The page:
Life Technologies (LIFE)
Q2 2011 Earnings Call
July 28, 2011 8:00 am ET
David Hoffmeister - Chief Financial Officer and Senior Vice President
Eileen Pattinson - Senior Director of Investor Relations
Mark Stevenson - President and Chief Operating Officer
Gregory Lucier - Chairman and Chief Executive Officer
Jonathan Groberg - Macquarie Research
Ross Muken - Deutsche Bank AG
Nandita Koshal - Barclays Capital
Tycho Peterson - JP Morgan Chase & Co
Quintin Lai - Robert W. Baird & Co. Incorporated
Daniel Arias - UBS Investment Bank
Isaac Ro - Goldman Sachs Group Inc.
Doug Schenkel - Cowen and Company, LLC
Jon Wood - Jefferies & Company, Inc.
Amit Bhalla - Citigroup Inc
Previous Statements by LIFE
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Thank you, Shanon, and good morning, everyone. Welcome to Life Technologies Second Quarter Earnings Conference Call. Joining me on the call today are Greg Lucier, our Chairman and CEO; and David Hoffmeister, Chief Financial Officer. In addition, Mark Stevenson, our Chief Operating Officer, will be available during the Q&A portion of the call. If you haven't received a copy of today's press release, you may obtain one from our website at lifetechnologies.com.
I want to remind our listeners that our discussion today will include forward-looking statements, including, but not limited to, statements about future expectations, plans and prospects for the company. We believe these statements are based on reasonable assumptions, but actual results may differ materially from those indicated. It is our intent that these forward-looking statements be protected under the Safe Harbor created by the Private Securities Litigation Reform Act of 1995. Additionally, we will be discussing GAAP and non-GAAP measures. A full reconciliation of the non-GAAP measures to GAAP can be found in today's press release or on our website.
I will now hand the call over to Greg Lucier.
Thanks, Eileen, and thank you all for joining us. I hope you've had a chance to review the press release that we issued earlier this morning. I'll begin by reviewing our results for the quarter at a high level and provide our outlook for the remainder of the year. Then, I will turn the call over to David to walk you through our financial results in greater detail. To briefly review the highlights, total non-GAAP revenue grew 4% for the quarter to $945 million and grew 3% excluding currency. Non-GAAP earnings per share declined 2% for the quarter to $0.89 and grew 2% excluding the impact of the currency.
Our organic revenue growth was lighter than anticipated during the second quarter due to 3 main factors. I'd like to spend a moment on each factor. But before I do, I want to emphasize that we fully understand the issues, have detailed actions underway to address them and remain confident in our strategic and financial position as well as the direction of the company.
The first factor that impacted our growth is macroeconomic-based. Consistent with what others in the life sciences tool space have seen, we continue to experience lower demand from academic- and government-funded researchers in the U.S. and Europe. If you recall, we also experienced this last quarter, particularly in the U.S. which we attribute into the uncertainty around funding caused by the delay in passing the federal budget. Our expectations at the time were that once the 2011 NIH budget pass in the mid-April, sales growth would return to normalized levels. While we did see some improvement in demand at the larger, better-funded accounts, the return to previous rate of growth in the U.S. did not fully materialize as we had expected.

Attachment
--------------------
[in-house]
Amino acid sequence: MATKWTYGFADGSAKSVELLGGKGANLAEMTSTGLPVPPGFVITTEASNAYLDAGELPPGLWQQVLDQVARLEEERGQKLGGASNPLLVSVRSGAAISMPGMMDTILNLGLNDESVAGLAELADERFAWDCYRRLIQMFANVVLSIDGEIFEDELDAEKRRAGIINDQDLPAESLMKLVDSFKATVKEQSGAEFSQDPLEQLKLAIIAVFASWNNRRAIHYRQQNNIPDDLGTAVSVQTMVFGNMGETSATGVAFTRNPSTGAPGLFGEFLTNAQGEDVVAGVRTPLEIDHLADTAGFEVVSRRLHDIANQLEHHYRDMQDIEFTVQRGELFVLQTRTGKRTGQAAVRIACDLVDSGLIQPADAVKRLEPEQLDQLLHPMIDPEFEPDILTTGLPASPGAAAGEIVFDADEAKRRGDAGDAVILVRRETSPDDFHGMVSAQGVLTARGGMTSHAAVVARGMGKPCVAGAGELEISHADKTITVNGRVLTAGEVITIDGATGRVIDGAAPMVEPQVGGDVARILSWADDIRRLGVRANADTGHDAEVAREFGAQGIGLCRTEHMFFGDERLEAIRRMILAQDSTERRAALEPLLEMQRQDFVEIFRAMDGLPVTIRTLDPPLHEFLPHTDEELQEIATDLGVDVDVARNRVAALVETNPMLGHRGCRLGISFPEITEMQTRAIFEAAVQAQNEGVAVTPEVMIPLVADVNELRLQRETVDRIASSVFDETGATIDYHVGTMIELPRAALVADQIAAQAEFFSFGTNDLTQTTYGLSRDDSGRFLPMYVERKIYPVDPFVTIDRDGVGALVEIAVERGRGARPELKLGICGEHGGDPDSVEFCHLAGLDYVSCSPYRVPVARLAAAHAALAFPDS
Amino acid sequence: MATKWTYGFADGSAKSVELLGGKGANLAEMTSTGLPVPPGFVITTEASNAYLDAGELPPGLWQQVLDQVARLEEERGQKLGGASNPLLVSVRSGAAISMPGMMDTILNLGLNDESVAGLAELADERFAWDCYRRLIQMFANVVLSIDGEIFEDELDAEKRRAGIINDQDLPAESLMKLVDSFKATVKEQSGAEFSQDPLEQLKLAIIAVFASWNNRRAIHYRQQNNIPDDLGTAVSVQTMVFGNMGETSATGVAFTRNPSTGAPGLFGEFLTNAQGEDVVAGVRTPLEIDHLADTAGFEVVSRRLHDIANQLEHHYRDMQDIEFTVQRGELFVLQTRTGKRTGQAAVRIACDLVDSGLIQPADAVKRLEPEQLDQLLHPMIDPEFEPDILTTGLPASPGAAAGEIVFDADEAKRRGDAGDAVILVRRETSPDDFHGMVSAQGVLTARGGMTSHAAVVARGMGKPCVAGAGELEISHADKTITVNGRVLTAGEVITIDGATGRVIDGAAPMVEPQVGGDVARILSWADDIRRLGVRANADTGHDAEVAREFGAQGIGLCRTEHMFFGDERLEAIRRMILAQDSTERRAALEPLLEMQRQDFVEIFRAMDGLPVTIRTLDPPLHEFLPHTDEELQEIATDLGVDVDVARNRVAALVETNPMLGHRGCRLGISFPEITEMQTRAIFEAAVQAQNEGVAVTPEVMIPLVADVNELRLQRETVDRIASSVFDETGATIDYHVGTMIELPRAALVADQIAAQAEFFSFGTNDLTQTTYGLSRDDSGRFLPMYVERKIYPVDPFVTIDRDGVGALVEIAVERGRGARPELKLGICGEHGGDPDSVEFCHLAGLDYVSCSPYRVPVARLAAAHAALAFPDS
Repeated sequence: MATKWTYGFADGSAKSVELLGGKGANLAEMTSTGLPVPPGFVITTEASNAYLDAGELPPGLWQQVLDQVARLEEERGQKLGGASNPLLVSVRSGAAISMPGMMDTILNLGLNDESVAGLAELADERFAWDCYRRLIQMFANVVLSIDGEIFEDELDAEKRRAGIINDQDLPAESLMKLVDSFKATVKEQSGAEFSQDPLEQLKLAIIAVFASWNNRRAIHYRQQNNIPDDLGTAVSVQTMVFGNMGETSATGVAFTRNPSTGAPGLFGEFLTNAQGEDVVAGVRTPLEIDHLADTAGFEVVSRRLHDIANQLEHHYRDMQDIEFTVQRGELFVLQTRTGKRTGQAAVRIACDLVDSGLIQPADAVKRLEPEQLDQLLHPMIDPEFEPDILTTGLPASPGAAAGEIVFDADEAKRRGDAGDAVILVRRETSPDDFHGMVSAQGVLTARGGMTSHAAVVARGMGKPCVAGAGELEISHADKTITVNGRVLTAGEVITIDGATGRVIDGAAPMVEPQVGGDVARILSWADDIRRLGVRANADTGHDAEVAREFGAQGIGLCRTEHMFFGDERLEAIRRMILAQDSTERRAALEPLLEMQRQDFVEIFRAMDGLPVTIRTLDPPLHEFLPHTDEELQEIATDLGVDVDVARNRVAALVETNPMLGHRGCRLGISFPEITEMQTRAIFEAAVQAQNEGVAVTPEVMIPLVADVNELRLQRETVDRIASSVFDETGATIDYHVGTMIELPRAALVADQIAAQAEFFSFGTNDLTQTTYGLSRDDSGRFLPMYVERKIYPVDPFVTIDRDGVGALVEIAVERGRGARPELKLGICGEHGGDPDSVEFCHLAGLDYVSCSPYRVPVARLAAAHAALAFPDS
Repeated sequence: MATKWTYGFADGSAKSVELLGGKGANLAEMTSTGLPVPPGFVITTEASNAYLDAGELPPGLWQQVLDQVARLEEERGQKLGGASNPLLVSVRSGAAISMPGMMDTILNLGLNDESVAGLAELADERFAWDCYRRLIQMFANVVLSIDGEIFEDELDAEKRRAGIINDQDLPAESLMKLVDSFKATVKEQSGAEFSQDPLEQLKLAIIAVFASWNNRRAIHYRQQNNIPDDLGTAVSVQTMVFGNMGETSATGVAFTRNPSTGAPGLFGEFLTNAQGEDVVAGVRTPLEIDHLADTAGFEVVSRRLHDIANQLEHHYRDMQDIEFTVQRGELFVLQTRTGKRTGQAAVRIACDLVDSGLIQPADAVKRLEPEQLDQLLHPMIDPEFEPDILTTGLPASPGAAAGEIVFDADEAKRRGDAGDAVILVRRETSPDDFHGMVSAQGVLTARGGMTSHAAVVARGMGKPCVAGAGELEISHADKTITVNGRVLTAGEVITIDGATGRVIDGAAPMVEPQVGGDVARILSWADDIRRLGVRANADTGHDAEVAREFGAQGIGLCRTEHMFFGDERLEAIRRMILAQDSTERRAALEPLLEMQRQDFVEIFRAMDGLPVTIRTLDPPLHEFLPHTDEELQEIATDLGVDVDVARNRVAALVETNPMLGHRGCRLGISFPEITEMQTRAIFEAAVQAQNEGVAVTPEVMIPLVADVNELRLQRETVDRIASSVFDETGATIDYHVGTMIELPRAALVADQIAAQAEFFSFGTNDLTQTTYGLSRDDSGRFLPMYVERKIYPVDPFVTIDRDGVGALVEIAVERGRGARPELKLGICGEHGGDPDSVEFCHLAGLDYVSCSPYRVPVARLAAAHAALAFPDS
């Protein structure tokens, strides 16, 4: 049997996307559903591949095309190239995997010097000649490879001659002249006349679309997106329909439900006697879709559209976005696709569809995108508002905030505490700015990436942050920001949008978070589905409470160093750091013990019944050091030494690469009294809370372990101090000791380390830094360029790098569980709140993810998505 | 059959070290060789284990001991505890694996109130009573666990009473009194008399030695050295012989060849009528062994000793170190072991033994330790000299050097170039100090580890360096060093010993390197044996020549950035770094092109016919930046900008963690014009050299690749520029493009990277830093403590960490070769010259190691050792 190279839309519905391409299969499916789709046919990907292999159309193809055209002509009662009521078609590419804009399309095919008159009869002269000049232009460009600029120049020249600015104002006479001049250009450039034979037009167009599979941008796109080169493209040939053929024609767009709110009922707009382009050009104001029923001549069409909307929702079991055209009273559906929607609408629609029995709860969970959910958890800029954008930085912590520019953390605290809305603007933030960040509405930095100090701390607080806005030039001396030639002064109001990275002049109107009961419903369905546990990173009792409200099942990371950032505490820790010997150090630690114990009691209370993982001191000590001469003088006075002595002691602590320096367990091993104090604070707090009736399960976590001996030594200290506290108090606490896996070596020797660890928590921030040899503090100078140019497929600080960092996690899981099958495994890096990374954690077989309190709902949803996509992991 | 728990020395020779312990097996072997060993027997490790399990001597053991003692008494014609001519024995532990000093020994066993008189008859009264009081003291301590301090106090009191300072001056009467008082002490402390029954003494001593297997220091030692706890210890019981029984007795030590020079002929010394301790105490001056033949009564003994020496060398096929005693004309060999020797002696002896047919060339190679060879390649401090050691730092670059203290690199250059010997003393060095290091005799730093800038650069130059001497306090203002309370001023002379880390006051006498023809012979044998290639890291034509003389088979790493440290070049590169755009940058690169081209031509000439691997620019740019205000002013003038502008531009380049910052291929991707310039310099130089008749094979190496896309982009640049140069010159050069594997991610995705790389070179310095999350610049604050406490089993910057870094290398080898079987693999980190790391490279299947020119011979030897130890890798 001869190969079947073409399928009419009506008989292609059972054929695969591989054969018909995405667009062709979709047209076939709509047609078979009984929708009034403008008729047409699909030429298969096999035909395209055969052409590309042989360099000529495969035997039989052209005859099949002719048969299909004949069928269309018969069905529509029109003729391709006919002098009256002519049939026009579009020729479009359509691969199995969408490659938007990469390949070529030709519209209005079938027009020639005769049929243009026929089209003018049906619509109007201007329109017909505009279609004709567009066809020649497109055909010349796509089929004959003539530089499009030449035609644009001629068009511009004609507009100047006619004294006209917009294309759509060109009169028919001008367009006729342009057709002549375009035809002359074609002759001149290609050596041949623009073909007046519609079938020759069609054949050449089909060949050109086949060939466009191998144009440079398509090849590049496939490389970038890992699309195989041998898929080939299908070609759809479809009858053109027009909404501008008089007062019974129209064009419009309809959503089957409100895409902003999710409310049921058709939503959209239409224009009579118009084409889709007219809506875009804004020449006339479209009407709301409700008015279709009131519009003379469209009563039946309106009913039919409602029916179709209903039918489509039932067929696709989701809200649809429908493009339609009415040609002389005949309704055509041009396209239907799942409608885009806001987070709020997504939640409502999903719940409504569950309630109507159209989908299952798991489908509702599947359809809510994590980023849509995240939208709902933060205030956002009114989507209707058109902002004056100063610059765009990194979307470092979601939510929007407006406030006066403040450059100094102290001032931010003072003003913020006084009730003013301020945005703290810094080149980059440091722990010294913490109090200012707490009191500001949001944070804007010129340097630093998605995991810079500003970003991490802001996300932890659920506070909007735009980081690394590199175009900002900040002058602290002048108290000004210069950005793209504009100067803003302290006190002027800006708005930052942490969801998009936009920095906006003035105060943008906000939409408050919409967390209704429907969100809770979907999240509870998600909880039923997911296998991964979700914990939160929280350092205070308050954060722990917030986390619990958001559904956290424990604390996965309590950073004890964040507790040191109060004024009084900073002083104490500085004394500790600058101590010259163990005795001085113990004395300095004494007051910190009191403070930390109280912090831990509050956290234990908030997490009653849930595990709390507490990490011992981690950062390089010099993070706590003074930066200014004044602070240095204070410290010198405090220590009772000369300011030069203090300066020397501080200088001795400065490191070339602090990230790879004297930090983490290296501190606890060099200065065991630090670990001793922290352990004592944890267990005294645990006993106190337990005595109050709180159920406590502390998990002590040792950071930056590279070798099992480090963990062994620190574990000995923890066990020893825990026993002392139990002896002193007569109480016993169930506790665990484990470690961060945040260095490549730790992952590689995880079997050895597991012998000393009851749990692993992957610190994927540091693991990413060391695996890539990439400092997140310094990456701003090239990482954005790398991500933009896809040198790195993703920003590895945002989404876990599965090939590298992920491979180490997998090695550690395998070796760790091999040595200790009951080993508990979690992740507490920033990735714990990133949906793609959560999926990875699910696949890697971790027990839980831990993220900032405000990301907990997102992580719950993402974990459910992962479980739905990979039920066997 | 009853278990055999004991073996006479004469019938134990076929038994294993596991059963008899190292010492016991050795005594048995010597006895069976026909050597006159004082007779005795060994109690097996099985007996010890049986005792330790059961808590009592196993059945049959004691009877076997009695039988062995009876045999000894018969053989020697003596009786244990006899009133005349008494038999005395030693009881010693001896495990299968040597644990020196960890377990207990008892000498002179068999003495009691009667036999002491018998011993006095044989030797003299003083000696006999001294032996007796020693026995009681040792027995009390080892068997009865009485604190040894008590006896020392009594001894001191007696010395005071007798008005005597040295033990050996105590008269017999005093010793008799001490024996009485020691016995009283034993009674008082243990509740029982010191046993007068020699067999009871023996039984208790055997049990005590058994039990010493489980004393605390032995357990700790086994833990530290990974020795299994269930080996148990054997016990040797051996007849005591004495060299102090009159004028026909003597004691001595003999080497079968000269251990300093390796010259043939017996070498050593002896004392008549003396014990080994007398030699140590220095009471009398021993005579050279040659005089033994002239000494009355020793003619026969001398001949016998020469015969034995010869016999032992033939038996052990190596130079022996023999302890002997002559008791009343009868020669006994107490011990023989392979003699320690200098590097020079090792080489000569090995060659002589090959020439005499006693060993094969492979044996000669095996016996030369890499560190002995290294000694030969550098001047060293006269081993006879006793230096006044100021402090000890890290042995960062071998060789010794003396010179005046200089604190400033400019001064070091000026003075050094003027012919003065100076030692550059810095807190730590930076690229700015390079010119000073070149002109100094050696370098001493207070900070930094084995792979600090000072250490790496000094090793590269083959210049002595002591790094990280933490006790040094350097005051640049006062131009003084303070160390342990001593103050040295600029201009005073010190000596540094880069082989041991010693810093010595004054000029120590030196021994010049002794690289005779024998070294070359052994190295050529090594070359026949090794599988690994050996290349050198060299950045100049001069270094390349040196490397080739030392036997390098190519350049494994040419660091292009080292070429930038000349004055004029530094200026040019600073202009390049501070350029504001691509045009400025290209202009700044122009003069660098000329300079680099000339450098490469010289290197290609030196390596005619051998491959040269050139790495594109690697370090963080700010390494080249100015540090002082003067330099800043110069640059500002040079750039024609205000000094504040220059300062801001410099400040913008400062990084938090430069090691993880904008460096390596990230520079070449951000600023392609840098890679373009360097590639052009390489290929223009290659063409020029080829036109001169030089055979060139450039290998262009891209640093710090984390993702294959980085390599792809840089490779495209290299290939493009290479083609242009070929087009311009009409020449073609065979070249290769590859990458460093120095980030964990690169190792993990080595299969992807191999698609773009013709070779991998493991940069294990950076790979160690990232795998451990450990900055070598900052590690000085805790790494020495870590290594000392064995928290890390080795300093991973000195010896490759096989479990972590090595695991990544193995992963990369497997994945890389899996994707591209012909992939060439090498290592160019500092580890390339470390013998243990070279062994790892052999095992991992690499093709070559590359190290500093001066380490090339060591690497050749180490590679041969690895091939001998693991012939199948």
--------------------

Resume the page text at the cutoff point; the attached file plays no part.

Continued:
In Europe, budget pressures continue to impact demand, particularly in the United Kingdom and southern regions, which also lowered our growth in the quarter. As a result of the continued weakness in the funding environment in both the U.S. and Europe, we experienced softer sales in many areas of our business in the second quarter, including instrumentation and basic molecular and cell biology reagents.
In total, we estimate that reduced funding in the U.S. and Europe negatively impacted the growth rate of the company by approximately 1.5 points on a year-over-year basis and also relative to our original expectations.
The second factor that impacted our growth has to do with the lingering effects of the earthquake in Japan, which delayed shipments of the 5500 high-throughput sequencer. Our partner, Hitachi Japan, returned to full production in June. Despite shipping over 170, 5500 units, they were unable to complete all of the shipments that were planned for the second quarter. As a result, several million dollars of revenue will now shift to the third quarter as we continue to clear that backlog.
On the consumables side, because of the delay in shipping instruments, next-generation consumables were down year-over-year as customers transition to the new 5500 platform and begin to ramp up the utilization of that platform. We estimate that the decline in consumable sale has negatively impacted the growth rate of the company by approximately 0.5 point.
The final factor that impacted our organic revenue growth in the second quarter was related to our business in China. As you know, our China business has been growing rapidly over the last several years. During this time, we have been heavily dependent on the local dealer network to market and sell our products. In order to strengthen customer relationships, we took actions to optimize the existing dealer network and supplement it with our own direct sales force. As such, we have been hiring new sales representatives, order entry, technical support personnel to support the strategy, as well as bringing online much larger warehouse facilities across the country in Beijing, Shanghai and Guangzhou to better ensure product availability and faster delivery to our customers.